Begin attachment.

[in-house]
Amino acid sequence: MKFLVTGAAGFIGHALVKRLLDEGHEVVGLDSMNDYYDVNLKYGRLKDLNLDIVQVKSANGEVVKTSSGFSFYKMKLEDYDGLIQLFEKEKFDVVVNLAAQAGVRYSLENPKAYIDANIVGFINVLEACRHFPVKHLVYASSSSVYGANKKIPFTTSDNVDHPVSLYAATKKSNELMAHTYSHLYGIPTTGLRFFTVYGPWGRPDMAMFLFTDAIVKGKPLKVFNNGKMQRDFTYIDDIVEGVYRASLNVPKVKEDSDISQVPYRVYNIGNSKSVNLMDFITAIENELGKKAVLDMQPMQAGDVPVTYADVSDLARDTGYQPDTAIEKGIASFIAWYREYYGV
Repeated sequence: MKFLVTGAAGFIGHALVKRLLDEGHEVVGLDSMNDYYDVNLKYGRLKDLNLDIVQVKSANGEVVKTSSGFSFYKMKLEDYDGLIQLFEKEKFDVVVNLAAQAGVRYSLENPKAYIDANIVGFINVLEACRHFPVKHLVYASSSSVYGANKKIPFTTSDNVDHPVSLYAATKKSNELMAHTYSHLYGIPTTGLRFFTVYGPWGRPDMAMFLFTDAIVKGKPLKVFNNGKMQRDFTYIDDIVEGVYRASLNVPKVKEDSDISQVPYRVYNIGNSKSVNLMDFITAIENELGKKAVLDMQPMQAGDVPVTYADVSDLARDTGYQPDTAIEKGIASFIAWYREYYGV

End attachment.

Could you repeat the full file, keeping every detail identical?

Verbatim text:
[in-house]
Amino acid sequence: MKFLVTGAAGFIGHALVKRLLDEGHEVVGLDSMNDYYDVNLKYGRLKDLNLDIVQVKSANGEVVKTSSGFSFYKMKLEDYDGLIQLFEKEKFDVVVNLAAQAGVRYSLENPKAYIDANIVGFINVLEACRHFPVKHLVYASSSSVYGANKKIPFTTSDNVDHPVSLYAATKKSNELMAHTYSHLYGIPTTGLRFFTVYGPWGRPDMAMFLFTDAIVKGKPLKVFNNGKMQRDFTYIDDIVEGVYRASLNVPKVKEDSDISQVPYRVYNIGNSKSVNLMDFITAIENELGKKAVLDMQPMQAGDVPVTYADVSDLARDTGYQPDTAIEKGIASFIAWYREYYGV
Repeated sequence: MKFLVTGAAGFIGHALVKRLLDEGHEVVGLDSMNDYYDVNLKYGRLKDLNLDIVQVKSANGEVVKTSSGFSFYKMKLEDYDGLIQLFEKEKFDVVVNLAAQAGVRYSLENPKAYIDANIVGFINVLEACRHFPVKHLVYASSSSVYGANKKIPFTTSDNVDHPVSLYAATKKSNELMAHTYSHLYGIPTTGLRFFTVYGPWGRPDMAMFLFTDAIVKGKPLKVFNNGKMQRDFTYIDDIVEGVYRASLNVPKVKEDSDISQVPYRVYNIGNSKSVNLMDFITAIENELGKKAVLDMQPMQAGDVPVTYADVSDLARDTGYQPDTAIEKGIASFIAWYREYYGV